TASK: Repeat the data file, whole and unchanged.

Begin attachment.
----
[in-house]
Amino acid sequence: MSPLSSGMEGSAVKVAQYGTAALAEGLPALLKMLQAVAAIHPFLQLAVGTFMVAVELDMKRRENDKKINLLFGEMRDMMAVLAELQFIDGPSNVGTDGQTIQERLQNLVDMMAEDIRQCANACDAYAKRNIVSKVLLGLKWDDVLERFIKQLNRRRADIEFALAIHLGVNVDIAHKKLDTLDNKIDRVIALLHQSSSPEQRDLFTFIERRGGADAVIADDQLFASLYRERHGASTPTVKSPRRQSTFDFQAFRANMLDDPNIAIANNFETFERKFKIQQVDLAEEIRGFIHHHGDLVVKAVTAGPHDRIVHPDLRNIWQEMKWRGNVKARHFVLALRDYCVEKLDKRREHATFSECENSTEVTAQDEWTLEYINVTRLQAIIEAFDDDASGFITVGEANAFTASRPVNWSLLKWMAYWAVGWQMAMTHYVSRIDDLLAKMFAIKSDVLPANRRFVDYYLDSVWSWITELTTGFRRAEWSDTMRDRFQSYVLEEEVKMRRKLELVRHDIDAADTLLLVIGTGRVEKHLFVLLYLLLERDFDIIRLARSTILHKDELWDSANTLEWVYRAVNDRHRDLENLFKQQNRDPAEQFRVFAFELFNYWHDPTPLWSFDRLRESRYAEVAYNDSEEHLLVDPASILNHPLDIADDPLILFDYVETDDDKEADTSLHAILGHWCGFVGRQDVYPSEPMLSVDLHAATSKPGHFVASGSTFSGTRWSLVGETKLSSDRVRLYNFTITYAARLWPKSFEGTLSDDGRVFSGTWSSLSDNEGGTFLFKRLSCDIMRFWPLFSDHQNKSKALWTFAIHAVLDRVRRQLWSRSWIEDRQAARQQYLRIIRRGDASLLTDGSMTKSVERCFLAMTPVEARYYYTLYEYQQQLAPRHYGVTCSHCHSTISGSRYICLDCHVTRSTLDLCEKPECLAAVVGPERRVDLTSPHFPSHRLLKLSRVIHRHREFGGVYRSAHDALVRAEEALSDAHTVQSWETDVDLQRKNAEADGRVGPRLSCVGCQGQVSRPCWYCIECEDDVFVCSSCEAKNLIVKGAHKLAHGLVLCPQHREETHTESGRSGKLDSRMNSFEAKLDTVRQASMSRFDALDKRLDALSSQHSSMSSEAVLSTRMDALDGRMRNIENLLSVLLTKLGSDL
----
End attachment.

[in-house]
Amino acid sequence: MSPLSSGMEGSAVKVAQYGTAALAEGLPALLKMLQAVAAIHPFLQLAVGTFMVAVELDMKRRENDKKINLLFGEMRDMMAVLAELQFIDGPSNVGTDGQTIQERLQNLVDMMAEDIRQCANACDAYAKRNIVSKVLLGLKWDDVLERFIKQLNRRRADIEFALAIHLGVNVDIAHKKLDTLDNKIDRVIALLHQSSSPEQRDLFTFIERRGGADAVIADDQLFASLYRERHGASTPTVKSPRRQSTFDFQAFRANMLDDPNIAIANNFETFERKFKIQQVDLAEEIRGFIHHHGDLVVKAVTAGPHDRIVHPDLRNIWQEMKWRGNVKARHFVLALRDYCVEKLDKRREHATFSECENSTEVTAQDEWTLEYINVTRLQAIIEAFDDDASGFITVGEANAFTASRPVNWSLLKWMAYWAVGWQMAMTHYVSRIDDLLAKMFAIKSDVLPANRRFVDYYLDSVWSWITELTTGFRRAEWSDTMRDRFQSYVLEEEVKMRRKLELVRHDIDAADTLLLVIGTGRVEKHLFVLLYLLLERDFDIIRLARSTILHKDELWDSANTLEWVYRAVNDRHRDLENLFKQQNRDPAEQFRVFAFELFNYWHDPTPLWSFDRLRESRYAEVAYNDSEEHLLVDPASILNHPLDIADDPLILFDYVETDDDKEADTSLHAILGHWCGFVGRQDVYPSEPMLSVDLHAATSKPGHFVASGSTFSGTRWSLVGETKLSSDRVRLYNFTITYAARLWPKSFEGTLSDDGRVFSGTWSSLSDNEGGTFLFKRLSCDIMRFWPLFSDHQNKSKALWTFAIHAVLDRVRRQLWSRSWIEDRQAARQQYLRIIRRGDASLLTDGSMTKSVERCFLAMTPVEARYYYTLYEYQQQLAPRHYGVTCSHCHSTISGSRYICLDCHVTRSTLDLCEKPECLAAVVGPERRVDLTSPHFPSHRLLKLSRVIHRHREFGGVYRSAHDALVRAEEALSDAHTVQSWETDVDLQRKNAEADGRVGPRLSCVGCQGQVSRPCWYCIECEDDVFVCSSCEAKNLIVKGAHKLAHGLVLCPQHREETHTESGRSGKLDSRMNSFEAKLDTVRQASMSRFDALDKRLDALSSQHSSMSSEAVLSTRMDALDGRMRNIENLLSVLLTKLGSDL